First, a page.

While statistics spawned out of mathematics, in recent years the work of many statisticians aligns more closely with computer science, requiring massive computational resources and labor-intensive data processing tasks. However, due to its origins, statistics continues to be funded at similar levels as mathematics, while computer science funding is significantly larger. While this problem is universal across the US and Canada, in the US there has been a much larger funding push in the areas of data science and big data, from which statisticians have finally been able to obtain adequate funding to conduct their research.

Who or what affected your decision to pursue a faculty position?
I loved research right from the beginning. All of my supervisors were passionate about their research and that passion was contagious. I knew right from the beginning that research was what I wanted to do and the best path to do that was pursuing a faculty position.

How do your former supervisors influence your current training philosophy?
My supervisors allowed me to be self-guided, which was a good match for my character. As a supervisor, I try to encourage students’ independence. When a student starts off you have to give them a lot more direction to establish where their program is headed, but by the end of their training my goal is essentially to watch at a distance. My supervisors did a wonderful job of that.

I believe that you can do a couple of important things for your students. First, you can instill in them a real passion for the subject so that they love the work they do. Second, you can close off dead-ends for them, keeping them on a fruitful path. If you don't have that first piece – the passion – in place, you will need to micromanage everything because they won’t take the work to the next level. But once they have passion for their research, you just need to keep them pointed in the right direction.

What educational background and personal strengths do you look for from prospective group members?
I look for someone who is independent and self-motivated, hard-working. And someone who when given an idea, doesn’t just to do the one thing but instead pushes it several steps further, even if that might not be the best approach; thinking beyond the basic instructions is critical. People focus too much on the technical details, such as whether a student has the right math background, which is less important to me than their work ethic and level of motivation. I've seen technically proficient students come into a research group where they are expected to work on their own, but the skills required for research are not well aligned with the skills required for taking tests at the undergraduate level.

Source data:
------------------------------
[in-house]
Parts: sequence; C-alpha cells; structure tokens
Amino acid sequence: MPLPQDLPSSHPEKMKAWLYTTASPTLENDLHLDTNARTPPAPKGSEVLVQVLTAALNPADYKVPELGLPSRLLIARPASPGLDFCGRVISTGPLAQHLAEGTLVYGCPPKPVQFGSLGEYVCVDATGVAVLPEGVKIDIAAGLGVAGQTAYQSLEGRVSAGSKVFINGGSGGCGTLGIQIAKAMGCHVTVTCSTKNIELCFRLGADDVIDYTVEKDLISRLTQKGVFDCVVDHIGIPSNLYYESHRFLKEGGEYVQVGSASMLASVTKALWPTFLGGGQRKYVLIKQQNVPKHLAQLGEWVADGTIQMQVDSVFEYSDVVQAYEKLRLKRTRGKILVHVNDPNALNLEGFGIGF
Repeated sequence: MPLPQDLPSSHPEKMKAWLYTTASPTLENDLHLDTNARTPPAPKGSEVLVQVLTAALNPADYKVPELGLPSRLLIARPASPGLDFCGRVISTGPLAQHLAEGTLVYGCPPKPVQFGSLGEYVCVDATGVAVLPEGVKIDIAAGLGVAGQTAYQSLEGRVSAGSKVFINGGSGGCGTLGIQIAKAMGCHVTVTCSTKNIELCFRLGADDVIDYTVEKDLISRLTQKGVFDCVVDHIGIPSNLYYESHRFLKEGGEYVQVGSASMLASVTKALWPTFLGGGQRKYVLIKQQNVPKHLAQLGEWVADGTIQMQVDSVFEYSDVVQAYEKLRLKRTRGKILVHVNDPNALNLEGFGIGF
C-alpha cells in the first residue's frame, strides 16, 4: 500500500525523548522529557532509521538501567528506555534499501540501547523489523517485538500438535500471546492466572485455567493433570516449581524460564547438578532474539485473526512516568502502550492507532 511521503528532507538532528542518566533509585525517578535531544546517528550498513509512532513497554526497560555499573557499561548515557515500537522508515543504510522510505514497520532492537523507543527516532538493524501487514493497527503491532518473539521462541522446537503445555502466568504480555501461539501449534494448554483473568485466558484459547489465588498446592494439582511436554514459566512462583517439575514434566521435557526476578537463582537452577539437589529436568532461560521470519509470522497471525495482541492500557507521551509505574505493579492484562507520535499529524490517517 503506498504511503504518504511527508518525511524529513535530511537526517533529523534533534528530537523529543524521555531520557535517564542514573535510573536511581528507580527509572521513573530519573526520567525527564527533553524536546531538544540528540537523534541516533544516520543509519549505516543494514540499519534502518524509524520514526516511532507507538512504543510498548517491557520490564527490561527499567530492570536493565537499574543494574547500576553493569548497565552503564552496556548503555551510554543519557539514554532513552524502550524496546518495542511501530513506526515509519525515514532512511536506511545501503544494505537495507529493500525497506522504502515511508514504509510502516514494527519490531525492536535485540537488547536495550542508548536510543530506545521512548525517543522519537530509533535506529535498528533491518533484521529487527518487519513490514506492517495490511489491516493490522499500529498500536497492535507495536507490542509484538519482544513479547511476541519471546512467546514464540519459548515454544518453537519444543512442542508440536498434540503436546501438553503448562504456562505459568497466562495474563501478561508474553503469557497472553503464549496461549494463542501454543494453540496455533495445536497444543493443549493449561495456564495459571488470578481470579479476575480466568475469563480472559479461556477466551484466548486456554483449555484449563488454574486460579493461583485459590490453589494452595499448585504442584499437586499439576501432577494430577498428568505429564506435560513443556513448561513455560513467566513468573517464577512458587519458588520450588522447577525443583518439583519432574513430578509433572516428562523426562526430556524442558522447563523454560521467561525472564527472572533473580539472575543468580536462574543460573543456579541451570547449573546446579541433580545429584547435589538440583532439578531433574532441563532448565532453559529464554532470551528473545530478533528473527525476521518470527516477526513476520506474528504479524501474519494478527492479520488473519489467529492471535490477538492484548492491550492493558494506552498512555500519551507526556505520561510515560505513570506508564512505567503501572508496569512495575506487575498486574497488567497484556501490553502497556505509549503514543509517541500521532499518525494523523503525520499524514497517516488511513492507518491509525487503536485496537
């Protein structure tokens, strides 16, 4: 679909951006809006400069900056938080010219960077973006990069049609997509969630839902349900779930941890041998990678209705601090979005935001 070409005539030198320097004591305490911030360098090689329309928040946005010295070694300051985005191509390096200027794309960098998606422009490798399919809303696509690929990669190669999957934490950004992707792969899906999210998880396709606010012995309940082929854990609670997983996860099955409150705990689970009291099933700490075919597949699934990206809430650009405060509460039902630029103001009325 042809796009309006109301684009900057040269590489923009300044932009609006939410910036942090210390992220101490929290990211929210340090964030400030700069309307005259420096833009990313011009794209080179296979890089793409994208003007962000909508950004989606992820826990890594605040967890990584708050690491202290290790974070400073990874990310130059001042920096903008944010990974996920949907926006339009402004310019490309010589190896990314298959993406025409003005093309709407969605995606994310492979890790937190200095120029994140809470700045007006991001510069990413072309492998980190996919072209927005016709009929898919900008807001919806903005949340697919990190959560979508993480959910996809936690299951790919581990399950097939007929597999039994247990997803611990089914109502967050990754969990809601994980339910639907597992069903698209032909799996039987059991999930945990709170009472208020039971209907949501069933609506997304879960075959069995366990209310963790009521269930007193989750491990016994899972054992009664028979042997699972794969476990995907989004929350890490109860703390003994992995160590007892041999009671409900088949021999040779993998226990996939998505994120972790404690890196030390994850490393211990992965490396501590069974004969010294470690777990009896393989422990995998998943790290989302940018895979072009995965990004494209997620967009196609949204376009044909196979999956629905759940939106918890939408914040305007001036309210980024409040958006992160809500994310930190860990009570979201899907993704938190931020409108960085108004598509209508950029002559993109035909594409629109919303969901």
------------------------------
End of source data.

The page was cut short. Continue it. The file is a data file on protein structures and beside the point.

What contemporary scientific issue concerns you the most and requires immediate attention?
Something that concerns me is the entrance of unqualified people into the field of data science. Statistics, in my opinion, is the data science, yet the term has been adopted by people with a wide variety of training. There are  strengths that come with statistical training – an understanding of foundational issues like confounding, design, collinearity, and causality, for example. There are many subtle issues in data analyses that can lead to major issues and major biases if they aren’t considered carefully beforehand; these things are taught in a formal statistics education. It's very easy to take statistical data and come to conclusions with it, but the understanding that comes with a proper statistical education can prevent you from making wrong conclusions.


Dr. Bornn’s presence enhances SFU’s expertise in the statistical analysis and modeling of big data. His interests complement those of his SFU colleagues in Math and Statistics, Biology, Kinesiology, Health, Computing, and Earth Sciences. His research will harness the immense power of using raw tracking data to make accurate predictions.

Read more: Dr. Bornn’s personal website and the New Science Faculty page

Interview by Jacqueline Watson with Theresa Kitos